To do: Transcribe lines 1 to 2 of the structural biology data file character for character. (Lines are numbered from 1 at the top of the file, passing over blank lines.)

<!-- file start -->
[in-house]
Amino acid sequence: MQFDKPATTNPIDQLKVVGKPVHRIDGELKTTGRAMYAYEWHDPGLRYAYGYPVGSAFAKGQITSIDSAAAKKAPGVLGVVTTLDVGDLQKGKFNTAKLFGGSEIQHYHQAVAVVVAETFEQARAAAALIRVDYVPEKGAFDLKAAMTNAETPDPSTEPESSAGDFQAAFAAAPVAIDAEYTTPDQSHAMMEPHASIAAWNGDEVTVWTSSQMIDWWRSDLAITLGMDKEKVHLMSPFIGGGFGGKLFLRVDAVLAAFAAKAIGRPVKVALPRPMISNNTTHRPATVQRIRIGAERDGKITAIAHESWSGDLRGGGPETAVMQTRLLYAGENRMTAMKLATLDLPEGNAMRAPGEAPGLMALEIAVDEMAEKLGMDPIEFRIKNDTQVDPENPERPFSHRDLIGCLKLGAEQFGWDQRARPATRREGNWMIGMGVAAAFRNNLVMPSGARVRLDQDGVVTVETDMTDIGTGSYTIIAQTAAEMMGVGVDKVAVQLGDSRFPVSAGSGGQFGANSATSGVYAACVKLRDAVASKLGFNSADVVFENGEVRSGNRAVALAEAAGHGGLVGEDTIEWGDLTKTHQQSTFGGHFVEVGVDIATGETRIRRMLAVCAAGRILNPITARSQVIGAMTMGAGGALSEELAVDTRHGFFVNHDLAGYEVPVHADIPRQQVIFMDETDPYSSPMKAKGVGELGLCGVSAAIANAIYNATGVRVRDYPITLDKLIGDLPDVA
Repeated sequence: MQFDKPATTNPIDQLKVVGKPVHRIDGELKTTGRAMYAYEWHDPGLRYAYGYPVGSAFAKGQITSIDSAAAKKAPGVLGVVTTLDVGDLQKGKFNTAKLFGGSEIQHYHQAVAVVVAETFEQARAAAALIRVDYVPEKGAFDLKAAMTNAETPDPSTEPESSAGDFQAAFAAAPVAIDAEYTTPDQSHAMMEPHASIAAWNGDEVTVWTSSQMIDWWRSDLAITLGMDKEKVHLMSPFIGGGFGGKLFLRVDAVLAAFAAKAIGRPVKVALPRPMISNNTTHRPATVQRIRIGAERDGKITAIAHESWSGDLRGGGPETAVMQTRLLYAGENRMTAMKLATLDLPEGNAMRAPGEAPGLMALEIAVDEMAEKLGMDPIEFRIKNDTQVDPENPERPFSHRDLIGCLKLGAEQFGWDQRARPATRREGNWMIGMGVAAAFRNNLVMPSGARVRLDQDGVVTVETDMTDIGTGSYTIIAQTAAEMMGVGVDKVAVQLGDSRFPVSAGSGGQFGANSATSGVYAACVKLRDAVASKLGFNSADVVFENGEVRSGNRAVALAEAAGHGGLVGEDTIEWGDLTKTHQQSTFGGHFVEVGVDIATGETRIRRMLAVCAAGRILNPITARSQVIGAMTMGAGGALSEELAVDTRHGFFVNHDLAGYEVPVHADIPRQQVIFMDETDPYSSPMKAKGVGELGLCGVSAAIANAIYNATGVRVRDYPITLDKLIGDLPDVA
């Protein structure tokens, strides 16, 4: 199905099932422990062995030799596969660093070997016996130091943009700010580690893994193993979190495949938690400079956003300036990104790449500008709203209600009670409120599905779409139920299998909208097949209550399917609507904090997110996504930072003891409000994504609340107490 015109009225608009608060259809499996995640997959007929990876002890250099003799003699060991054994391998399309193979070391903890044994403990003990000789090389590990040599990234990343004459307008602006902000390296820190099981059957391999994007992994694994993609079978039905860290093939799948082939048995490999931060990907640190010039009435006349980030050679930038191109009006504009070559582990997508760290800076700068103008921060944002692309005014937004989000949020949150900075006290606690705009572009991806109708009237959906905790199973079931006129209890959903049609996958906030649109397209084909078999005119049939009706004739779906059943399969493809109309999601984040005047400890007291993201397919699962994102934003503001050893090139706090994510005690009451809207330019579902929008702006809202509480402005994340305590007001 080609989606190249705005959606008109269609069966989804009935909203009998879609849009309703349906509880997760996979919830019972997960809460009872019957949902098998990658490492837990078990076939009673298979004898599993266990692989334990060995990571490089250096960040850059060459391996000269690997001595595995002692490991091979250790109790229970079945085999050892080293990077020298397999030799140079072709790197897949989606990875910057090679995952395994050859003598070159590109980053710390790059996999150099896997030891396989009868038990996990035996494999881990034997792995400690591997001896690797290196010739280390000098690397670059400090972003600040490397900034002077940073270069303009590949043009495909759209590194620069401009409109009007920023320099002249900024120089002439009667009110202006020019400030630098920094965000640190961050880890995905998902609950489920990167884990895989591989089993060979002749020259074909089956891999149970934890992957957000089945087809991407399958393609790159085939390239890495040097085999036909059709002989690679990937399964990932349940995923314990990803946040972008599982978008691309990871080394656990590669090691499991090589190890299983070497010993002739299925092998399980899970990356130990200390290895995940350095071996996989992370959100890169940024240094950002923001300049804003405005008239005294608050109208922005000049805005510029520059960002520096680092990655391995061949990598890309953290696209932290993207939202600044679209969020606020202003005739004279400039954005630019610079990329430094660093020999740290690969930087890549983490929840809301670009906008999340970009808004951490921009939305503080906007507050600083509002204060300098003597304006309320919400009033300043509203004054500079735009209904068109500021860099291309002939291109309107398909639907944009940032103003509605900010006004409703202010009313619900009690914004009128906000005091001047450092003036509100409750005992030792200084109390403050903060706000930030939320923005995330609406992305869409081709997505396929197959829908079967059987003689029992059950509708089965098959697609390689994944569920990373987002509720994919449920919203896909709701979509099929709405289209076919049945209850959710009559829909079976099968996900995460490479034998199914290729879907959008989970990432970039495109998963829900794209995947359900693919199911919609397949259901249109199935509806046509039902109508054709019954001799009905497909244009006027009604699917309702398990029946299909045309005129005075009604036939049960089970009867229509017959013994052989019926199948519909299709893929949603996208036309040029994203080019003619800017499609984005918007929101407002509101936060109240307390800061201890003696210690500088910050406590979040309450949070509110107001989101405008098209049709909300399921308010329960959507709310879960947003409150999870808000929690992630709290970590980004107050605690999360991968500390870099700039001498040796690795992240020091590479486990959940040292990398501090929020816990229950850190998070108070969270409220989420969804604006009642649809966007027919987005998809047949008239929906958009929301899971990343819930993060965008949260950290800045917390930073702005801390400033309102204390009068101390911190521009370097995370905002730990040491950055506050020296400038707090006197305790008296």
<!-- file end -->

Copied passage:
[in-house]
Amino acid sequence: MQFDKPATTNPIDQLKVVGKPVHRIDGELKTTGRAMYAYEWHDPGLRYAYGYPVGSAFAKGQITSIDSAAAKKAPGVLGVVTTLDVGDLQKGKFNTAKLFGGSEIQHYHQAVAVVVAETFEQARAAAALIRVDYVPEKGAFDLKAAMTNAETPDPSTEPESSAGDFQAAFAAAPVAIDAEYTTPDQSHAMMEPHASIAAWNGDEVTVWTSSQMIDWWRSDLAITLGMDKEKVHLMSPFIGGGFGGKLFLRVDAVLAAFAAKAIGRPVKVALPRPMISNNTTHRPATVQRIRIGAERDGKITAIAHESWSGDLRGGGPETAVMQTRLLYAGENRMTAMKLATLDLPEGNAMRAPGEAPGLMALEIAVDEMAEKLGMDPIEFRIKNDTQVDPENPERPFSHRDLIGCLKLGAEQFGWDQRARPATRREGNWMIGMGVAAAFRNNLVMPSGARVRLDQDGVVTVETDMTDIGTGSYTIIAQTAAEMMGVGVDKVAVQLGDSRFPVSAGSGGQFGANSATSGVYAACVKLRDAVASKLGFNSADVVFENGEVRSGNRAVALAEAAGHGGLVGEDTIEWGDLTKTHQQSTFGGHFVEVGVDIATGETRIRRMLAVCAAGRILNPITARSQVIGAMTMGAGGALSEELAVDTRHGFFVNHDLAGYEVPVHADIPRQQVIFMDETDPYSSPMKAKGVGELGLCGVSAAIANAIYNATGVRVRDYPITLDKLIGDLPDVA